Determination of Fe2+-chelating ability: The chelation of ferrous ion by the extract and EDTA used as positive control was measured using the method described by Decker and Welch (1990). The S. ellipticum extract (1 mL, 0.1-10.0 mg mL-1) was diluted to 20% of the original concentration with water, mixed with FeCl2 (0.1 mL, 2.0 mM) and after 30 min, ferrozine (0.2 mL, 5 mM) was added. The resulting mixture was shaken vigorously and left to stand for 10 min at room temperature. The absorbance of the resulting solution was measured at 562 nm. The lower the absorbance of the reaction mixture, the higher the Fe2+-chelating ability. The percentage of inhibition of ferrozine-Fe2+ complex formation was calculated from the absorbance ratio to that of the blank without any sample.

Antioxidant activity: The antioxidant activity of the extract was measured using ferric thiocyanate according to the method of Chang et al. (2002). The extract (0.5 mL, 0.5-7.5 mg mL-1) was mixed with linoleic acid emulsion (2.5 mL, 0.56 % w/v, pH 7.0) and phosphate buffer (2 mL, 0.2 M, pH 7.0) then incubated at 60°C in the dark for 12 h to accelerate oxidation. Ethanol (4.5 mL, 75%), ammonium thiocyanate solution (0.2 mL, 4 M), sample solution (0.1 mL) and ferrous chloride (0.2 mL, 20 mM in HCl) were mixed in sequence and after 3 min the absorbance for the red colour was measured at 500 nm. The level of lipid peroxidation inhibition (%) by the extract was calculated from the absorbance ratio to that of the blank without any sample. Ascorbic acid and BHT were used as positive controls.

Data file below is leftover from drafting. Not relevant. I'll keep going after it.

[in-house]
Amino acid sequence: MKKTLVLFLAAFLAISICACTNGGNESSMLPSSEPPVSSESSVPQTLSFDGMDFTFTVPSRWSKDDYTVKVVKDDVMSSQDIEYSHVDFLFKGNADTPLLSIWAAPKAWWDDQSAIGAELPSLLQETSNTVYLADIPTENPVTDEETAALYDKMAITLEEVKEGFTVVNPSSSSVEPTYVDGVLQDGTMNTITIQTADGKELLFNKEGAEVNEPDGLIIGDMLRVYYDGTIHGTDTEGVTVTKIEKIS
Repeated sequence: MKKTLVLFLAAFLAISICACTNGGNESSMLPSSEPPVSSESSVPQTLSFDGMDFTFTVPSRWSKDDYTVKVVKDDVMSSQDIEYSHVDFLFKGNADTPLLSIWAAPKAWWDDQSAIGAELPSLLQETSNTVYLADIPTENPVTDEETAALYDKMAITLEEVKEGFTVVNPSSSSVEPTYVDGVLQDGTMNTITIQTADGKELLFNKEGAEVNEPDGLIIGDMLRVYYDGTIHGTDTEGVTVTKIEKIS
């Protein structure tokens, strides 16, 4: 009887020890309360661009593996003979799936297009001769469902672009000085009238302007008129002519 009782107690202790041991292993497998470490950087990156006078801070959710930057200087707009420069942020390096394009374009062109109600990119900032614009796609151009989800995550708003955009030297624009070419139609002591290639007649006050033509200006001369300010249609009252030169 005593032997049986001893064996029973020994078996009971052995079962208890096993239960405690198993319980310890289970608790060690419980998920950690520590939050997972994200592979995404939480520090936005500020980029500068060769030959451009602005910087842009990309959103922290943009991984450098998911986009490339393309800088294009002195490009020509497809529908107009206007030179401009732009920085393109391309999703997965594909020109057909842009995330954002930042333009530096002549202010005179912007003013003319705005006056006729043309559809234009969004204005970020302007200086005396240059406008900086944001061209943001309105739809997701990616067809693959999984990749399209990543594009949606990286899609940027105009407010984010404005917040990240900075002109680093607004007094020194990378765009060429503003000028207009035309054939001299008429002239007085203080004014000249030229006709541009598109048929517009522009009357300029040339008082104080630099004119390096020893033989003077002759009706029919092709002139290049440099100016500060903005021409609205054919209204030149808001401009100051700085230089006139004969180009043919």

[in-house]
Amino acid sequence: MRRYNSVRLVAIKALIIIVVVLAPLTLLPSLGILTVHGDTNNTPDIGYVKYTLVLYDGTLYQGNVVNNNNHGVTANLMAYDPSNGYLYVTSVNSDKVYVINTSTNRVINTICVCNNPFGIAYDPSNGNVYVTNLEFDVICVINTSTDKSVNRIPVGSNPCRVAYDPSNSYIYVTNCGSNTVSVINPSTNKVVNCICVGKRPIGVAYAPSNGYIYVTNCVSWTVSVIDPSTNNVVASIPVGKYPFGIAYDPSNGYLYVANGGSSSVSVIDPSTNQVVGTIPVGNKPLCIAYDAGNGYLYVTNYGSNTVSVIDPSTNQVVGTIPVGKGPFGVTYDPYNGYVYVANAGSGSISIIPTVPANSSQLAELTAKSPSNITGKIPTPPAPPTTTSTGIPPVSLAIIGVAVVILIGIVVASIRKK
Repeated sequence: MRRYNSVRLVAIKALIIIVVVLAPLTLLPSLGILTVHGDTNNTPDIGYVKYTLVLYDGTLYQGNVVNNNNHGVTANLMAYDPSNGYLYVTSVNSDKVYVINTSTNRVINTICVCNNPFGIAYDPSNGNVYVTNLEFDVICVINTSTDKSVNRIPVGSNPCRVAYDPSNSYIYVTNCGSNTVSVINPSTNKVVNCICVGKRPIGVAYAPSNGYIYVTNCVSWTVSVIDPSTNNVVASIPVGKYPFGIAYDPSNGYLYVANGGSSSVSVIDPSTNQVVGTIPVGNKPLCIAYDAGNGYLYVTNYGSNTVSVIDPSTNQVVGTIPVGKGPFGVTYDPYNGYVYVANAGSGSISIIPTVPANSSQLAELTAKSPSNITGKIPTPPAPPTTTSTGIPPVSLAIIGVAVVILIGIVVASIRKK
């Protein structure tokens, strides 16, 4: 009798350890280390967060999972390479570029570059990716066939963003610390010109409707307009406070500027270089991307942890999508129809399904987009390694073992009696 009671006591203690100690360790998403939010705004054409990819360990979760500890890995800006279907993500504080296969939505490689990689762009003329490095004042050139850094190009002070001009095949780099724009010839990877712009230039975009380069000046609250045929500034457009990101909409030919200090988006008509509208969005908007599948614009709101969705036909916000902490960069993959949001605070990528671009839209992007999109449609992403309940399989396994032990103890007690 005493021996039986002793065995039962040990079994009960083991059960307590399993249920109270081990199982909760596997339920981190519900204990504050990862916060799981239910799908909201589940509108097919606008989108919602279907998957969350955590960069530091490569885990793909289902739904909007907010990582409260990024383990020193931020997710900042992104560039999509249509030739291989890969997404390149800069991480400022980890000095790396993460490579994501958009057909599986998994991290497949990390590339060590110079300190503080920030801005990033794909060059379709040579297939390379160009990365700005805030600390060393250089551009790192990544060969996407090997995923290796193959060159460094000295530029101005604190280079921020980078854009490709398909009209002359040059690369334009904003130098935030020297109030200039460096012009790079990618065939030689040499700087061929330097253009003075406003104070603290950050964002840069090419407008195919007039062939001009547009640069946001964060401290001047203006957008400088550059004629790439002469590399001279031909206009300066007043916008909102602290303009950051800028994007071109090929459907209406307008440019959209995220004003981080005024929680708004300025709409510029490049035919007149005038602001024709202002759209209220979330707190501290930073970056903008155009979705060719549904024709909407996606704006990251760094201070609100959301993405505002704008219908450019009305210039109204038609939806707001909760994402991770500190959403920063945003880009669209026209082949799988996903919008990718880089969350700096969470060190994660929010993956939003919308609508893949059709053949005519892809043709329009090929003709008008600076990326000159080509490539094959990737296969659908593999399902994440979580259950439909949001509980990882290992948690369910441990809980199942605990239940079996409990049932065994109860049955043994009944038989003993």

Statistical analysis: All data were expressed as mean±standard deviation. Analysis of variance was performed by ANOVA procedures and p<0.05 was considered to be statistically significant.


The total phenolic content of the S. ellipticum extract measured by Folin Ciocalteu reagent in terms of Gallic Acid Equivalent (GAE) was found to be 50.61±0.08 mg g-1. Antioxidant properties of medicinal plants have been shown to be due to high content of phenolic compounds (Vinson et al., 2001; Meyers et al., 2003). Polyphenols have a high redox potential which allows them to act as reducing agents, hydrogen donors

Fig. 1: